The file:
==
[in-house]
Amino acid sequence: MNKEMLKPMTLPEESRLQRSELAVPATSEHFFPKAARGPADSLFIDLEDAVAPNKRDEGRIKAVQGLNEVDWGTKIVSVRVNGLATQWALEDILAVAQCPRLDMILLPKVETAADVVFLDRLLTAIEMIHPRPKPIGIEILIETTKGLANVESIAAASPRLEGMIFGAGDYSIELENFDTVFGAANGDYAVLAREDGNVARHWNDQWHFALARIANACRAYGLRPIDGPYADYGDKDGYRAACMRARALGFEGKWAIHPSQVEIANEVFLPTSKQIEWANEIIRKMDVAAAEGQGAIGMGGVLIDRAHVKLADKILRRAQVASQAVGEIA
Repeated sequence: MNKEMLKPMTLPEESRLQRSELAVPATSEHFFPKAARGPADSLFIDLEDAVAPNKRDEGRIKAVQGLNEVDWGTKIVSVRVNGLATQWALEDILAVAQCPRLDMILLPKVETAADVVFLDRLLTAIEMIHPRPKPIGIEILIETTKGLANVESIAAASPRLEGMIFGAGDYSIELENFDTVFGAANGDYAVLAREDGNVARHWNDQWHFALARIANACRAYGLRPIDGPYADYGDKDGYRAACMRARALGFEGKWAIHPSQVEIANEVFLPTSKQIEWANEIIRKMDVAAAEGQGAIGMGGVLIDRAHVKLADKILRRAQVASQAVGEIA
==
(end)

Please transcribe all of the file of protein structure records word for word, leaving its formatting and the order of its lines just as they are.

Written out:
[in-house]
Amino acid sequence: MNKEMLKPMTLPEESRLQRSELAVPATSEHFFPKAARGPADSLFIDLEDAVAPNKRDEGRIKAVQGLNEVDWGTKIVSVRVNGLATQWALEDILAVAQCPRLDMILLPKVETAADVVFLDRLLTAIEMIHPRPKPIGIEILIETTKGLANVESIAAASPRLEGMIFGAGDYSIELENFDTVFGAANGDYAVLAREDGNVARHWNDQWHFALARIANACRAYGLRPIDGPYADYGDKDGYRAACMRARALGFEGKWAIHPSQVEIANEVFLPTSKQIEWANEIIRKMDVAAAEGQGAIGMGGVLIDRAHVKLADKILRRAQVASQAVGEIA
Repeated sequence: MNKEMLKPMTLPEESRLQRSELAVPATSEHFFPKAARGPADSLFIDLEDAVAPNKRDEGRIKAVQGLNEVDWGTKIVSVRVNGLATQWALEDILAVAQCPRLDMILLPKVETAADVVFLDRLLTAIEMIHPRPKPIGIEILIETTKGLANVESIAAASPRLEGMIFGAGDYSIELENFDTVFGAANGDYAVLAREDGNVARHWNDQWHFALARIANACRAYGLRPIDGPYADYGDKDGYRAACMRARALGFEGKWAIHPSQVEIANEVFLPTSKQIEWANEIIRKMDVAAAEGQGAIGMGGVLIDRAHVKLADKILRRAQVASQAVGEIA